Knocked off bike by car after words at roadside
A WOMAN motorist who knocked a cyclist off his bike in a case of road rage in Pontlliw has been found guilty of dangerous driving.
Victoria Elizabeth Williams said after the incident that she had merely been trying to scare the cyclist.
Williams, 26, of Brynamman Road, Lower Brynamman, pleaded not guilty when the case against her began on Wednesday at Swansea Crown Court.
The prosecution case, said barrister Christopher James, was that Williams had used her car as a weapon.
It was driving that fell "far below the standard expected of a reasonable, careful and competent driver".
Williams was unanimously found guilty by a jury.
Her bail was renewed when sentencing was adjourned for the preparation of a background report.
Giving evidence, complainant Gary Marshall told the court that on August 15, 2010, he and his wife Debbie went out for a ride on their bikes.
They were cycling on the A48 Swansea Road through Pontlliw when a Volvo 440 passed them, driven by Williams and containing her husband and children as passengers.
A plastic bottle was thrown from the Volvo, striking Mr Marshall on the arm.
Mr Marshall gesticulated and swore, demanding: "What are you playing at?"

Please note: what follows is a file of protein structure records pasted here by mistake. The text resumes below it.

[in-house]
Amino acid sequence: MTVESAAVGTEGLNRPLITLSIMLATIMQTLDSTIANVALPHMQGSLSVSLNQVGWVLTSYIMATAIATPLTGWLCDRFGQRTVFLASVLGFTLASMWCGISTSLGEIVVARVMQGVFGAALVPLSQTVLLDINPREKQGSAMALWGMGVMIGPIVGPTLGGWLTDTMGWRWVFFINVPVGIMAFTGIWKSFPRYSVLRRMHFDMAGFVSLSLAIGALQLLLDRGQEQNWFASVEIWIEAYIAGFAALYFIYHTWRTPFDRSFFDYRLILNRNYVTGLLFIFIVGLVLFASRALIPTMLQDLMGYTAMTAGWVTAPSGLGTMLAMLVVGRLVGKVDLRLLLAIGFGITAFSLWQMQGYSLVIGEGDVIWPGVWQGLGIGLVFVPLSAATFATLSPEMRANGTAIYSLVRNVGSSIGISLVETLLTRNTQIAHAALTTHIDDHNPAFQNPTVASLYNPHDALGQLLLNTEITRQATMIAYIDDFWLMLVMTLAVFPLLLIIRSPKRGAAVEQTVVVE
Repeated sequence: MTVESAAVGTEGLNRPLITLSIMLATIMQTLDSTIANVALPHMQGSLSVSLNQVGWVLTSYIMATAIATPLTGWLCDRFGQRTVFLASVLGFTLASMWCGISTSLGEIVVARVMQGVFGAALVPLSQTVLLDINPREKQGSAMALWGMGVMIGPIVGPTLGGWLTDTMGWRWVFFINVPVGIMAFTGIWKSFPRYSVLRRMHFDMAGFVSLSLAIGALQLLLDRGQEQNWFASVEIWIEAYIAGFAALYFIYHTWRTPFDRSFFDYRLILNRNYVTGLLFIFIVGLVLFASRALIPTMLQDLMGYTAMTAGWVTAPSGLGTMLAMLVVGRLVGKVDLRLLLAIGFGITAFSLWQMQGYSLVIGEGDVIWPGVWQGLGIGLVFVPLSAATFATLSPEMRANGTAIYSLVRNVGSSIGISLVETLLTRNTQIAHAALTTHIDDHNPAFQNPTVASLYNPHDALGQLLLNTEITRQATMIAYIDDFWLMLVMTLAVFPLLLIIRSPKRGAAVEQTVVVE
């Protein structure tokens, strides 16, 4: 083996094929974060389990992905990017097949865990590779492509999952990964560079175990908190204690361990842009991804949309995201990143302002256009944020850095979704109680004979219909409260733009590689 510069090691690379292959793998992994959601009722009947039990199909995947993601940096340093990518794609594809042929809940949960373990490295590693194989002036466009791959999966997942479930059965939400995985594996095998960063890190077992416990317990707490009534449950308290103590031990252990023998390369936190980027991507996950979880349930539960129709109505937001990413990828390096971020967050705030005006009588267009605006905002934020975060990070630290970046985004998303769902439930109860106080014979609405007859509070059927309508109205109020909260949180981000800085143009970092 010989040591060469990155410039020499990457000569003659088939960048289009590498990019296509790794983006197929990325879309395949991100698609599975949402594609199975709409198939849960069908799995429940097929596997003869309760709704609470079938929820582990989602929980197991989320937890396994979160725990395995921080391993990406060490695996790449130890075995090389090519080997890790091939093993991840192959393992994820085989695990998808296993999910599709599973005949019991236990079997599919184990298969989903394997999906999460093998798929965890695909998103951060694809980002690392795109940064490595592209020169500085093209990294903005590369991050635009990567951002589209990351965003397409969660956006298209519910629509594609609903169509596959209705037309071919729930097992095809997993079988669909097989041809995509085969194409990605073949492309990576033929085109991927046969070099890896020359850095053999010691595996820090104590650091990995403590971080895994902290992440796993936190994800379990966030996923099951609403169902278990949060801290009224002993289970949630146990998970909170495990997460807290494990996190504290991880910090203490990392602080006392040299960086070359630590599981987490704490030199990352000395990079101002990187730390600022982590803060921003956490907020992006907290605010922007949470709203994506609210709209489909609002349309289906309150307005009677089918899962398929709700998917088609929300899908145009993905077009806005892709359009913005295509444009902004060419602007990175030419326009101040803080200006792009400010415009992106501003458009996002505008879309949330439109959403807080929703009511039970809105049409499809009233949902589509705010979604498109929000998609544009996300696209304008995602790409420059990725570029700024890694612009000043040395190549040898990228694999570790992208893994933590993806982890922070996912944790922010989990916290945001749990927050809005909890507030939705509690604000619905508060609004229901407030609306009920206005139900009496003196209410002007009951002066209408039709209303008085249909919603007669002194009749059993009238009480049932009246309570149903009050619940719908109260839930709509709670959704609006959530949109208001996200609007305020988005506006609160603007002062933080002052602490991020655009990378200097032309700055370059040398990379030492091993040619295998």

Williams's husband then got out of the vehicle and there was a stand-off between the two men in which words were exchanged.
"I wanted to know why he had thrown a bottle at me," said Mr Marshall.
Mr Marshall said he decided to carry on with his journey after Debbie Marshall told him: "He's not worth it."
As he passed the Volvo, Mr Marshall remarked to Williams in the driver's seat: "You're as bad as he is."
When he was 20ft in front of the Volvo, he heard the car driving towards him and he stopped and turned round to see what was happening.
His bike was then struck by the car and he was knocked off it.
"Before I knew it, half of my body, up to my waist, was underneath the car," said Mr Marshall.
"I was in a state of complete and utter shock and disbelief."
The court heard that Mr Marshall suffered injuries to his knees, side and arm in the incident and his bike was a complete write-off.
Interviewed after her arrest, the court heard Williams claimed her purpose had been to scare Mr Marshall, not to hit him.
She claimed he had sworn in front of her children, who were in the back of the car.
She denied her driving had been dangerous but conceded it had been careless.
Giving evidence, Williams claimed that when Mr Marshall braked she was too close to stop. The collision had been unintentional, she said, and she had not used her car as a weapon.